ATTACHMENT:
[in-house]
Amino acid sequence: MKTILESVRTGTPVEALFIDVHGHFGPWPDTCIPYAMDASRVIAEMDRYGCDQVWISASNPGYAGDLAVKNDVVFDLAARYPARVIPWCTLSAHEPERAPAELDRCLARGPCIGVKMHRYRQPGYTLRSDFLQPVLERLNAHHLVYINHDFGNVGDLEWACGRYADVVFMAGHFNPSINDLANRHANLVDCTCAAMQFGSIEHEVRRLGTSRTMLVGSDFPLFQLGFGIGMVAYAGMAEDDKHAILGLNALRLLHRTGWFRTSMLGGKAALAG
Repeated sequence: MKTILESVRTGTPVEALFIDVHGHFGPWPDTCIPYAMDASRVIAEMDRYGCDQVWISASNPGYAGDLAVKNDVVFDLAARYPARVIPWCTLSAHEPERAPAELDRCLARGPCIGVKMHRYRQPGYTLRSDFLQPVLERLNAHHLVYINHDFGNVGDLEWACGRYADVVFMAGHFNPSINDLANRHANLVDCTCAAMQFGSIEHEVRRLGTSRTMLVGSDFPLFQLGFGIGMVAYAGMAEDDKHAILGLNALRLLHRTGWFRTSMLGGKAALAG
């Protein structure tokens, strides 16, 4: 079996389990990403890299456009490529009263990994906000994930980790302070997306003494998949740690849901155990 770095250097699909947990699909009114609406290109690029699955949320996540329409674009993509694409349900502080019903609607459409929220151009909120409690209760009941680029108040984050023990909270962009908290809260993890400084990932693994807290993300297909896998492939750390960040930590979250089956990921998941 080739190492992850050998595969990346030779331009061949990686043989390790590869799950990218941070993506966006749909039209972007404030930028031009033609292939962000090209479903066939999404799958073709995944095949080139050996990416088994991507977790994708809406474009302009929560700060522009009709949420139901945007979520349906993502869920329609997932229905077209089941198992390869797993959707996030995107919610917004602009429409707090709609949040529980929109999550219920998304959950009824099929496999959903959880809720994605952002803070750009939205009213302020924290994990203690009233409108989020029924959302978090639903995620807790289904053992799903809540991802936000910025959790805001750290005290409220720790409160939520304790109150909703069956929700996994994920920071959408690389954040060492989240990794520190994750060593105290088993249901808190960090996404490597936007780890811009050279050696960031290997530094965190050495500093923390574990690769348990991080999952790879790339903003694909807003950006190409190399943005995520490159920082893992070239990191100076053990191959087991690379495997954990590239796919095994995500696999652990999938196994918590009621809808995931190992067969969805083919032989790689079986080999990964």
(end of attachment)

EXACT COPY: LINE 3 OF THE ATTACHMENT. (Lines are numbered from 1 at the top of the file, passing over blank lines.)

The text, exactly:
Repeated sequence: MKTILESVRTGTPVEALFIDVHGHFGPWPDTCIPYAMDASRVIAEMDRYGCDQVWISASNPGYAGDLAVKNDVVFDLAARYPARVIPWCTLSAHEPERAPAELDRCLARGPCIGVKMHRYRQPGYTLRSDFLQPVLERLNAHHLVYINHDFGNVGDLEWACGRYADVVFMAGHFNPSINDLANRHANLVDCTCAAMQFGSIEHEVRRLGTSRTMLVGSDFPLFQLGFGIGMVAYAGMAEDDKHAILGLNALRLLHRTGWFRTSMLGGKAALAG